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Suzy Karadsheh, founder of The Mediterranean Dish blog, grew up just a short walk from the Mediterranean Sea in Port Said, Egypt. Suzy comes from a large family that has always embraced good food and hospitality, and at a young age she experienced the vibrant lifestyle and rich flavors of this part of the world.

When Suzy moved to the United States for college in Michigan and began eating in the school cafeteria, she started to miss the fresh foods and recipes of her hometown. She began buying her own ingredients and cooking from memory, recreating the dishes she had learned from her mother back in Egypt. Her  Mediterranean Dish blog compiles her favorite Mediterranean recipes and her knowledge of this delicious region. She now lives with her husband and two daughters in Atlanta, GA, where she spends her time working on her blog and at home with her family.

Oldways has long admired Suzy’s recipes and culinary stories, so we chatted with her to learn more about her inspirations, childhood on the Mediterranean Sea, and must-have ingredients. Check out her favorite recipes, and gorgeous food photos below.

Madeleine Cohen, Oldways summer intern


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Oldways: What do you consider to be the three most important elements of the Mediterranean diet?

Suzy Karadsheh: I see the Mediterranean diet more as a lifestyle, not so much a diet for the sake of losing weight. I would say the Mediterranean diet first emphasizes eating in season, mostly plant-based foods like vegetables, fruit, grains, legumes, or pulses. Secondly, keeping things lean. Lean proteins mainly from fish, legumes, and nuts, for example. And using olive oil as the main source of “cooking fat. “Perhaps the most exciting part of the Mediterranean diet is the fact that it emphasizes big flavor from natural ingredients like garlic, onions, citrus, fresh herbs, and spices.

OW: How have you seen people in your life benefit from the Mediterranean diet?

SK: At its core, the Mediterranean lifestyle originated in cultures that approach life from a collectivist standpoint. It emphasizes walking life closely with family and dear friends, and this comes with a certain work-life balance requirement. I can’t say I do the whole work-life balance thing so well, but I certainly try. [For more, read Suzy’s article, 5 basics of the Mediterranean lifestyle.]

OW: How would you describe Egyptian cuisine to someone who isn’t familiar with it?

SK: In a few short words, Egyptian food is humble, “poor man’s” food with big flavors. There are Turkish, Greek, Italian, and French influences on Egyptian cooking. There are also a ton of Eastern Mediterranean and Middle Eastern influences. Growing up in Port Said, Egypt’s main port, encountering people and foods from all these cultures was no strange thing. And I loved it!

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OW: What was it like growing up in a family that prized cooking and sharing meals together?

SK: [My mother] worked long hours, from 7:15 AM to 3:30 PM or so. I remember her coming home every day, setting her purse and school papers (to be graded later) down, giving us quick hugs, and marching into the kitchen to begin working on dinner. I am not sure she ever once considered options like carry-out for dinner.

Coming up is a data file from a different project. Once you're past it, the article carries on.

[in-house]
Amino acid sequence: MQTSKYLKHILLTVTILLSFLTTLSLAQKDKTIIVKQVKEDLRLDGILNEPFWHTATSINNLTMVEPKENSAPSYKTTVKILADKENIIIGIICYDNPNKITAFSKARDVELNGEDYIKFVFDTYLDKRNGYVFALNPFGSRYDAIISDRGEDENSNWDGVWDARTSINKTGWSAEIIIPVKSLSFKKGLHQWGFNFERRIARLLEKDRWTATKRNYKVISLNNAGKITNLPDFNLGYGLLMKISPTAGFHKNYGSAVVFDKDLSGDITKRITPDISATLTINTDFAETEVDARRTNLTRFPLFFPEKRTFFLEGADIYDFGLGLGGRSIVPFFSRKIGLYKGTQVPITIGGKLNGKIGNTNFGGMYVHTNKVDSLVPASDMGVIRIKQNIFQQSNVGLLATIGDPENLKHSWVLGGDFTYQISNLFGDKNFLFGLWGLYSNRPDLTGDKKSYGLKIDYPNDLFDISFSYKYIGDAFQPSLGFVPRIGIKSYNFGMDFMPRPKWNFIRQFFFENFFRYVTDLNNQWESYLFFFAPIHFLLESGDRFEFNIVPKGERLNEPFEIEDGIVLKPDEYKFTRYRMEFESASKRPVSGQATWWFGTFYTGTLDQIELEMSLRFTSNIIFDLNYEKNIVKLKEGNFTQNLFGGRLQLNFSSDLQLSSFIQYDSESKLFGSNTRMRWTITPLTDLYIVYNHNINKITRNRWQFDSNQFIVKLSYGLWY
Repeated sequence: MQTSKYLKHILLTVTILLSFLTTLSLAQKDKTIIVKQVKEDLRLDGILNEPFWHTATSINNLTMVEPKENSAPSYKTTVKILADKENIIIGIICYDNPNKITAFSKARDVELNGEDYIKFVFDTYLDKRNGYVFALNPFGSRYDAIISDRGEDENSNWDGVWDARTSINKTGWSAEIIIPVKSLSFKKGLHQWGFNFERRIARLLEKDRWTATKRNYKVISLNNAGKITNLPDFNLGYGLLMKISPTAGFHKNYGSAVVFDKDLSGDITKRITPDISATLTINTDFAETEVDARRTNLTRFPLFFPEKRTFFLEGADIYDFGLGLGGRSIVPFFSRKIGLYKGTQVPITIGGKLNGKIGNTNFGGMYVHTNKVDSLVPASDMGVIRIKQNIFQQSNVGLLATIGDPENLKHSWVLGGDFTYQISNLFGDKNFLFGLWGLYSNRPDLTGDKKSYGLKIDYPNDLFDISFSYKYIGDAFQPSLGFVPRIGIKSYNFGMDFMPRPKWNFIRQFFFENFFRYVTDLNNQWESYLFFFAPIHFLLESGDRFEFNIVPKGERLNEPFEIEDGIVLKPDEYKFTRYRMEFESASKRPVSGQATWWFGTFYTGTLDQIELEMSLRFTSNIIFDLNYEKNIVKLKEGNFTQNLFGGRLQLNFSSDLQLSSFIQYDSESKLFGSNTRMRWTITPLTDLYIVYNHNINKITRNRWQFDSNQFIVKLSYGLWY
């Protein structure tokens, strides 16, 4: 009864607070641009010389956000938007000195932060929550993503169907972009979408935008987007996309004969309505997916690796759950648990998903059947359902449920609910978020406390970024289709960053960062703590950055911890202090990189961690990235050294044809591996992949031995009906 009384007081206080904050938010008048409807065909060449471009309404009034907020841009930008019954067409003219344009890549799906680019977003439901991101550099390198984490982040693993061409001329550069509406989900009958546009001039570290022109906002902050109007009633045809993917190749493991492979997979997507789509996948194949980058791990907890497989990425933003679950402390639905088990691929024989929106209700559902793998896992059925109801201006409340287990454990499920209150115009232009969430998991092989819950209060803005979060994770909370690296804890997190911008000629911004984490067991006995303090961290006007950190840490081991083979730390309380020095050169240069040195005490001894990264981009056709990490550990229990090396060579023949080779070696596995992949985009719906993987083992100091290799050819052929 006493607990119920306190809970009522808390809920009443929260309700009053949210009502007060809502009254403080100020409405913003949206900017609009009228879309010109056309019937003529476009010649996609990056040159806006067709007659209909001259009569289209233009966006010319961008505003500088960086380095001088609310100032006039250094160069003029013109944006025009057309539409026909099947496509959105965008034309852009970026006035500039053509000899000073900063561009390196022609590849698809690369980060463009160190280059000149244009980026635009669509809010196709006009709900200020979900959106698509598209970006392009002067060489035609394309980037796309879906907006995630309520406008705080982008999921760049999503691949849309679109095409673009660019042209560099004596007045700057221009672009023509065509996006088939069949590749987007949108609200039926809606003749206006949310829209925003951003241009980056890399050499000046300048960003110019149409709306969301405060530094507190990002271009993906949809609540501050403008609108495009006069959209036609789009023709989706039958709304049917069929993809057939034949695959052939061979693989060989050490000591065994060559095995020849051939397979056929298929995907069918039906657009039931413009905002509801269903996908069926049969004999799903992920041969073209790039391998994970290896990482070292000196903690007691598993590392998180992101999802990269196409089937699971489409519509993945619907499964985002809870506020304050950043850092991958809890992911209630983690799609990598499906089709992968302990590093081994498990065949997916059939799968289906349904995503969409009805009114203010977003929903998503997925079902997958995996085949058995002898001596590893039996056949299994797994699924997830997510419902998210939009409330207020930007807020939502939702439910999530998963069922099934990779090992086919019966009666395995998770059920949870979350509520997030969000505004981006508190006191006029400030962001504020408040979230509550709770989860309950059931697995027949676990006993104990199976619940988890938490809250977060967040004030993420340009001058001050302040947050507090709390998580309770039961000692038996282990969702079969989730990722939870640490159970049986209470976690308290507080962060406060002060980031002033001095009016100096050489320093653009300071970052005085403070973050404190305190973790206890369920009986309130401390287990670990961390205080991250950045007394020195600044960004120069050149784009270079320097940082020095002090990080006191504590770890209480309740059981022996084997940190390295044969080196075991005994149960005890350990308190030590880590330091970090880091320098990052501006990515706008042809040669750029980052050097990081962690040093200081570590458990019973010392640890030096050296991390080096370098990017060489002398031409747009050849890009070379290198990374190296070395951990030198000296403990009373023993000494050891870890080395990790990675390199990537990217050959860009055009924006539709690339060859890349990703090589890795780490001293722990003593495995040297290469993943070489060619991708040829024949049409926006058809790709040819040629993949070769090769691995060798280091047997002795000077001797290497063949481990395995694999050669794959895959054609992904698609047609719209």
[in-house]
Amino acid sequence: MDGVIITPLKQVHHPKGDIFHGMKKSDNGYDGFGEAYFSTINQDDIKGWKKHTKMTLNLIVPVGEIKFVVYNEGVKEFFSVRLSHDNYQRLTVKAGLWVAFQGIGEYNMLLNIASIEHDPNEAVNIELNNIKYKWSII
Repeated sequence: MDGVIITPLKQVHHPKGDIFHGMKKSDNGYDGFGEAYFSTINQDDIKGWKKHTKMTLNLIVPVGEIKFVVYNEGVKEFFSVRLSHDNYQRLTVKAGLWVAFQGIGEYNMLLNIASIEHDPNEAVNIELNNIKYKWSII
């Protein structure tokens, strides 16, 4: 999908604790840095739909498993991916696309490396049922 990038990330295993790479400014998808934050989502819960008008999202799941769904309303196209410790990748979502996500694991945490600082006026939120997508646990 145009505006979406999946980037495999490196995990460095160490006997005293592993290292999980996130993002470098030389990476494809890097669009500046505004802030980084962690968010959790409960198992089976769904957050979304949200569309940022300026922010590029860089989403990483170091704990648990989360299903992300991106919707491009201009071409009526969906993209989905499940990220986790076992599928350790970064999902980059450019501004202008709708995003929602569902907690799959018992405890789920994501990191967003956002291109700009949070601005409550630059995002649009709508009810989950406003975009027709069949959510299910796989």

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It wasn’t ever a big deal if my dad ran into friends, or strangers, and invited them over for dinner. I remember one day in particular, my dad had met the Greek consul general. … My dad quickly befriended him and he became a regular dinner guest. We later met his family, and the relationship continues even as they have now returned to Greece.

OW: Do you have any family recipes that you love to share?

SK: There are two recipes my mother always made growing up, this Egyptian phyllo meat pie and this stuffed zucchini recipe. We are big on seafood, and this quick baked sole fillet makes a frequent appearance on the table! I learned how to make the creamiest traditional hummus (there are secrets behind it). This Kofta Kebob recipe is my take on one from an Egyptian restaurant from my childhood.  And as far as traditional salads, I would say tabouli and fattoush are up there for my family!

OW: If you were on a desert island, what three foods from the Mediterranean pyramid would you have with you?

SK: Fish/seafood. Fruit (figs, if you must know). Olive oil. Can I add wine? Pretty please :-)

OW: What do you miss most about the Mediterranean lifestyle?

SK: I think you can live some of the Mediterranean principles and lifestyle any place you go. But I do so miss leisurely walks on the beach, and loud, big gatherings.

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OW: Your Instagram is extremely vibrant and aesthetically pleasing. What tips do you have for aspiring food bloggers and food photographers?

SK: Our goal with The Mediterranean Dish is to keep it a food blog focused on fresh, easy, and quick-cooking Mediterranean recipes. Simple recipes, big flavors. We want to help folks make these recipes, and so we take a tutorial approach showing photos of as many of the cooking steps as possible.

OW: Any other favorite or most popular recipes you’d like to share with us?

These two recipes compete as far as popularity, and they are both absolute faves in my family:

Of the newer recipes on the blog, these two are fairly popular:

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Comments

Linda Berkhof
You also can run an event large or small with great class . You are an amazing woman!
Beverly Milley
Your receipes are wonderful thank you

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